Of the choices you have, the riskiest, but also the option with the most earning potential, are stock mutual funds. Historically, stocks as a whole have had average annual returns of close to 11 percent. The tricky part is to select the right stock mutual funds. How do you know which are the best performing funds? According to an article by the Motley Fool, "Over time, the absolute best performing type of stock mutual funds, bar none" is an index fund. An index fund essentially matches the market. It has no manager and is simply made up of representative amounts of each stock in the index. It is the safest bet on achieving a steady rate of return that can come very close to or match that 11-percent average.
There are several index funds. The most well-known is probably the S&P 500 index. This index fund performs well, but there are also others that perform well -- such as the Wilshire 5000. Because it is very difficult to pick stocks individually that outperform an index like the S&P 500, it makes a lot of sense to invest in an index fund. The same article by the Motley Fool states that index funds outperform between 80 percent and 90 percent of actively managed equity funds.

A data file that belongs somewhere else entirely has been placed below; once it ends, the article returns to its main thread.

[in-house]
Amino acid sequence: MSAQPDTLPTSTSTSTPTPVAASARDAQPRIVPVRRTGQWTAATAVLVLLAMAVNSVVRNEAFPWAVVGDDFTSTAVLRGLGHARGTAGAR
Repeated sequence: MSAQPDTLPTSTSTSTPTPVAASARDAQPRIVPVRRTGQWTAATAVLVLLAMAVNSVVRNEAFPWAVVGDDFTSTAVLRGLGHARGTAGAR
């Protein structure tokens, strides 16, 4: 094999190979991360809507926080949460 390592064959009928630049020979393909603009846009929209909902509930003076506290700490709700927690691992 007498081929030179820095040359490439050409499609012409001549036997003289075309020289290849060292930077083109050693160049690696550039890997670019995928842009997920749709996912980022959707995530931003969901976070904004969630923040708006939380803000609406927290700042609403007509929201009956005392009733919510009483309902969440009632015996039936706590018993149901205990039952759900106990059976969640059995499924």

The problem comes in when your 401(k) plan does not offer an index fund. What do you do then? Part of the boost in an index fund's value comes from the fact that is not actively managed, and therefore doesn't have the fee associated with that management. You can put together some funds that might act like an index fund, but it will take some work. The first things you have to look at are the fees and commissions that are charged. Look for a fund that has management fees less than 0.75 percent, no sales charges, and no 12b-1 fees. (12b-1 fees are annual fees that the fund uses for its marketing efforts.) You also want to look for a fund that has low turnover of stocks -- that typically means that it performs well. The fund's past performance is also a good indicator of future success, but is not a guarantee.